[cryptography] the spell is broken

ianG iang at iang.org
Wed Oct 2 11:41:21 EDT 2013


October 02, 2013
Silent Circle moves away from NIST cryptographic standards, cites NSA 
The company plans to replace AES and SHA-2 with Twofish and Skein in its 
encrypted communication services
By Lucian Constantin | IDG News Service

Silent Circle, a provider of encrypted mobile Voice over Internet 
Protocol (VoIP) and text messaging apps and services, will stop using 
the Advanced Encryption Standard (AES) cipher and Secure Hash Algorithm 
2 (SHA-2) hash functions as default cryptographic algorithms in its 

[ Build and deploy an effective line of defense against corporate 
intruders with InfoWorld's Encryption Deep Dive PDF expert guide. 
Download it today! | Stay up to date on the latest security developments 
with InfoWorld's Security Central newsletter. ]

"We are going to replace our use of the AES cipher with the Twofish 
cipher, as it is a drop-in replacement," Silent Circle CTO Jon Callas 
said Monday in a blog post. "We are going to replace our use of the 
SHA-2 hash functions with the Skein hash function. We are also examining 
using the Threefish cipher where that makes sense."

The company also plans to stop using P-384, one of the elliptic curves 
recommended by the NIST for use in elliptic curve cryptography (ECC).
Silent Circle plans to replace the P-384 elliptic curve with one or more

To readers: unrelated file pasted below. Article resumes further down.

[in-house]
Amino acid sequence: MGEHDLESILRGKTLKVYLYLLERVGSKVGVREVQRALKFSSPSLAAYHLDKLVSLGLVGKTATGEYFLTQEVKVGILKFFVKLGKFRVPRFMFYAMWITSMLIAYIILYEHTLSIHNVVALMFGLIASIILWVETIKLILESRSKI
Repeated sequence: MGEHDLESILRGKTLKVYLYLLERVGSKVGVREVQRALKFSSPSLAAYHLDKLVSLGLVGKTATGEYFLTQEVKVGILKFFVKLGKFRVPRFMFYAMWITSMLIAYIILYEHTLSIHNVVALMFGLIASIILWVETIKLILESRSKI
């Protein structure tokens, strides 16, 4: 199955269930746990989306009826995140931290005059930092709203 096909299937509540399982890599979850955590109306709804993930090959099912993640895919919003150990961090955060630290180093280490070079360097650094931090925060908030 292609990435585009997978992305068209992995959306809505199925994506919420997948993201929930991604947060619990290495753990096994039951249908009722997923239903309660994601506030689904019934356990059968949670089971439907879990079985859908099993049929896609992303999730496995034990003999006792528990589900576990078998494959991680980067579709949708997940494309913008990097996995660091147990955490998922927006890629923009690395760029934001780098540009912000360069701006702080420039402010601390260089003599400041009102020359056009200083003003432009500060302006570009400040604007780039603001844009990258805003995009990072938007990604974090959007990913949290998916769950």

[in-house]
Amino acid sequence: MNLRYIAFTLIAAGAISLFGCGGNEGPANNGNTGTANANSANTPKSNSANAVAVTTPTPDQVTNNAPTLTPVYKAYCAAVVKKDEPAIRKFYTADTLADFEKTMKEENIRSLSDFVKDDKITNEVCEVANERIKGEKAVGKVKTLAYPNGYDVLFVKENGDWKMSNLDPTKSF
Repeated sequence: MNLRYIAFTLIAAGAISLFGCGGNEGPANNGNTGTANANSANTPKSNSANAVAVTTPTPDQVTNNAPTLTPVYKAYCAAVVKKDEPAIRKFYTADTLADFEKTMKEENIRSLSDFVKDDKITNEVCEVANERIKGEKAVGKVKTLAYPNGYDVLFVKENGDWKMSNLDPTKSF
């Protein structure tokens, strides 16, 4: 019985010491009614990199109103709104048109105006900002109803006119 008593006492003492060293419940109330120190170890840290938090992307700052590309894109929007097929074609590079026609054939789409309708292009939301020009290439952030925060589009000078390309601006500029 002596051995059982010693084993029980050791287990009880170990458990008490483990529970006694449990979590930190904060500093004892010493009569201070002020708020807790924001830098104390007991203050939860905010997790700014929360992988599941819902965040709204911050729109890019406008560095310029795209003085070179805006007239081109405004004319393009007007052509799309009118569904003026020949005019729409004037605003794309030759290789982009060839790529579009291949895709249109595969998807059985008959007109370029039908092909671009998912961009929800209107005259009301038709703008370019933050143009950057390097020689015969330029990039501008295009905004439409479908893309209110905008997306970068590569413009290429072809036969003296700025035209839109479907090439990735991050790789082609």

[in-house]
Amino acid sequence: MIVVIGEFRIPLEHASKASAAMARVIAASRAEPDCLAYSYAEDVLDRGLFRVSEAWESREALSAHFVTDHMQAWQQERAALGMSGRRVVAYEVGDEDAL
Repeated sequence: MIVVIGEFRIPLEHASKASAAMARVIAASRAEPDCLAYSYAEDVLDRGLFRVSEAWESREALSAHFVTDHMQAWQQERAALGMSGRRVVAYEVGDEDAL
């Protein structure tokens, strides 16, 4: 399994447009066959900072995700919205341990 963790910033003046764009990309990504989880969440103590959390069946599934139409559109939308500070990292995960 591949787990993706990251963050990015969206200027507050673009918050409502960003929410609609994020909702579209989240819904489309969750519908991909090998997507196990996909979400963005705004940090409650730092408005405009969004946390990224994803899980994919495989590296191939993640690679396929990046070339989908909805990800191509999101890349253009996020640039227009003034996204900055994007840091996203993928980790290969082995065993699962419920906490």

curves that are being designed by cryptographers Daniel Bernstein and 
Tanja Lange, who have argued in the past that Suite B elliptic curves 
are weak.

"If the Suite B curves are intentionally bad, this would be a major 
breach of trust and credibility," Callas said. "Even in a passive case 
-- where the curves were thought to be good, but NSA cryptanalysts found 
weaknesses they have since exploited -- it would create a credibility 
gap of the highest order, and would be the smoking gun that confirms the 
Guardian articles."
Silent Circle's new decision to move away from AES, SHA-2 and the P-384 
curve doesn't mean that these standards are insecure, Callas said in the 
blog post. "It doesn't mean we think less of our friends at NIST, whom 
we have the utmost respect for; they are victims of the NSA's perfidy, 
along with the rest of the free world. For us, the spell is broken. 
We're just moving on."
Asked why Twofish and Skein in particular were chosen to be the new 
default choices for Silent Circle's products, Callas said via email that 
both algorithms come from trusted sources, including himself in the case 
of Skein.

Twofish was a finalist in the NIST's selection of the AES cipher, and 
the team that developed it included people that Silent Circle's 
co-founders personally know and trust, he said. "A number of the same 
people produced Skein -- which was a SHA-3 finalist -- and I am a member 
of the Skein team."

For Silent Circle this was a "decision of conscience," Callas said. "Our 
primary responsibility is to protect our customers, especially in the 
face of uncertainty."

More information about the cryptography mailing list